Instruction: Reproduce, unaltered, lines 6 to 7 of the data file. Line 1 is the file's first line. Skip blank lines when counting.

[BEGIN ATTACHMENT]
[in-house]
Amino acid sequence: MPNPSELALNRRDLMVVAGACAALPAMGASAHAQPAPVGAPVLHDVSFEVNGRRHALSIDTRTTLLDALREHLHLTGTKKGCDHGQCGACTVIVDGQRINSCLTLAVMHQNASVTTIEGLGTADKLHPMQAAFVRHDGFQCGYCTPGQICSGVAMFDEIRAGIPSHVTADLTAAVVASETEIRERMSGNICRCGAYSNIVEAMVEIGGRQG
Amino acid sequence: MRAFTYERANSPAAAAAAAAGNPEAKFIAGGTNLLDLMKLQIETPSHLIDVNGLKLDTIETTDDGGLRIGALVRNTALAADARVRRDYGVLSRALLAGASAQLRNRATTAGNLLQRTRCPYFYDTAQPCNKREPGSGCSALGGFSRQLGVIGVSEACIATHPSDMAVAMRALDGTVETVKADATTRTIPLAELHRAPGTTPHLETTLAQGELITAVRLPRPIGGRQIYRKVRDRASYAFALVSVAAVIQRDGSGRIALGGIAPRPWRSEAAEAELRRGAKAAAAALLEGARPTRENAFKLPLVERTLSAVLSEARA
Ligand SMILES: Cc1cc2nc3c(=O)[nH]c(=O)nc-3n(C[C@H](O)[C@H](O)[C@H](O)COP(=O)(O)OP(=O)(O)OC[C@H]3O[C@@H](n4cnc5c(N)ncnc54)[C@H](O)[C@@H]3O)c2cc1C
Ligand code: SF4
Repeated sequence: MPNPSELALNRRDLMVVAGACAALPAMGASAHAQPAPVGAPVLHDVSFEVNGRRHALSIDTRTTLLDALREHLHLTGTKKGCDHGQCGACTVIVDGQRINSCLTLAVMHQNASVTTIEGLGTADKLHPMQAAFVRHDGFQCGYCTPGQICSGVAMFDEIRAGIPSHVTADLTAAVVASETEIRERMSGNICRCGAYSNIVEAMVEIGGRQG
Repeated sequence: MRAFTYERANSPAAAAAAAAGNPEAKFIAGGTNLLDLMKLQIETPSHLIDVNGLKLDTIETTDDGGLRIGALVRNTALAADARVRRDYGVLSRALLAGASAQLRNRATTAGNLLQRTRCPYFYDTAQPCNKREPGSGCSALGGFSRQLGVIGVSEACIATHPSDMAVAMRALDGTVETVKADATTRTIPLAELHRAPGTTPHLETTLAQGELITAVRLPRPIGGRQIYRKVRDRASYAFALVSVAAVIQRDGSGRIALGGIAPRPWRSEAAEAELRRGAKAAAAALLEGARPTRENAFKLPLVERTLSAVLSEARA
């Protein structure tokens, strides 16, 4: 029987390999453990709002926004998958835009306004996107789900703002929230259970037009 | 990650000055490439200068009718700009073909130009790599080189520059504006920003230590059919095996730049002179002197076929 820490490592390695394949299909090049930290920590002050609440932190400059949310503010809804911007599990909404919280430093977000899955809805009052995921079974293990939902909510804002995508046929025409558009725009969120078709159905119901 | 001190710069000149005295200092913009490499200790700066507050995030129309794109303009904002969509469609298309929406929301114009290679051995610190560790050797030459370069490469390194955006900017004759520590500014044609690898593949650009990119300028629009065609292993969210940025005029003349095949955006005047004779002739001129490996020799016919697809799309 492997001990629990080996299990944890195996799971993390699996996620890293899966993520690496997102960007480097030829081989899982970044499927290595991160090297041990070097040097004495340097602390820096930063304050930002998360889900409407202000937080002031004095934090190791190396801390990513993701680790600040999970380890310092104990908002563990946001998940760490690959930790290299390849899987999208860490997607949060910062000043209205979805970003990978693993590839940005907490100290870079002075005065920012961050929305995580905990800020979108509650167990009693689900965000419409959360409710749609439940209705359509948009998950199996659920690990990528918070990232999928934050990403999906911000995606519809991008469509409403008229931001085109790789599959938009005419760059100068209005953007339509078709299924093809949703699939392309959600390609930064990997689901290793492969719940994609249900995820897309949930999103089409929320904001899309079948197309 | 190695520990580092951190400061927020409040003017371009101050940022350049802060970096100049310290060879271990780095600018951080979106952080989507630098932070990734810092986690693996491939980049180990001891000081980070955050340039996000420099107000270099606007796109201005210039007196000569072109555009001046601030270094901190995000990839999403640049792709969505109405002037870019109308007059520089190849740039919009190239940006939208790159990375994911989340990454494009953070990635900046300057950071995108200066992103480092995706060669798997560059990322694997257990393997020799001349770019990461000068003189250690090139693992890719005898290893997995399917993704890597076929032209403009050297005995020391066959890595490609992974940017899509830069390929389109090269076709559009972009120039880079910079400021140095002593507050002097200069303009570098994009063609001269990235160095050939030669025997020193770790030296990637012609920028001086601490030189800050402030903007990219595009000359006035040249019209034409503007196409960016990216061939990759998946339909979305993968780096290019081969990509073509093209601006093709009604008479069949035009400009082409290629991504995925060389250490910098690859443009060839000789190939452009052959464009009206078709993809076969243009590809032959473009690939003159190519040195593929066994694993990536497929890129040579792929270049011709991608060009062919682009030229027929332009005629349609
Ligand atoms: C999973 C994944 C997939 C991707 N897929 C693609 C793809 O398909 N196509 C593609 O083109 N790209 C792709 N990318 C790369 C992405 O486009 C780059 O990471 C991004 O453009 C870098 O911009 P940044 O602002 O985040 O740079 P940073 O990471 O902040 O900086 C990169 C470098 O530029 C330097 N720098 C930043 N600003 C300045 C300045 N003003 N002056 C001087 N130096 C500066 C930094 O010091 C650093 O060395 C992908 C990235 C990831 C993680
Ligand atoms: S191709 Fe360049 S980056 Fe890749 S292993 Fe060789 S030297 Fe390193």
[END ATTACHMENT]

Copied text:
Repeated sequence: MPNPSELALNRRDLMVVAGACAALPAMGASAHAQPAPVGAPVLHDVSFEVNGRRHALSIDTRTTLLDALREHLHLTGTKKGCDHGQCGACTVIVDGQRINSCLTLAVMHQNASVTTIEGLGTADKLHPMQAAFVRHDGFQCGYCTPGQICSGVAMFDEIRAGIPSHVTADLTAAVVASETEIRERMSGNICRCGAYSNIVEAMVEIGGRQG
Repeated sequence: MRAFTYERANSPAAAAAAAAGNPEAKFIAGGTNLLDLMKLQIETPSHLIDVNGLKLDTIETTDDGGLRIGALVRNTALAADARVRRDYGVLSRALLAGASAQLRNRATTAGNLLQRTRCPYFYDTAQPCNKREPGSGCSALGGFSRQLGVIGVSEACIATHPSDMAVAMRALDGTVETVKADATTRTIPLAELHRAPGTTPHLETTLAQGELITAVRLPRPIGGRQIYRKVRDRASYAFALVSVAAVIQRDGSGRIALGGIAPRPWRSEAAEAELRRGAKAAAAALLEGARPTRENAFKLPLVERTLSAVLSEARA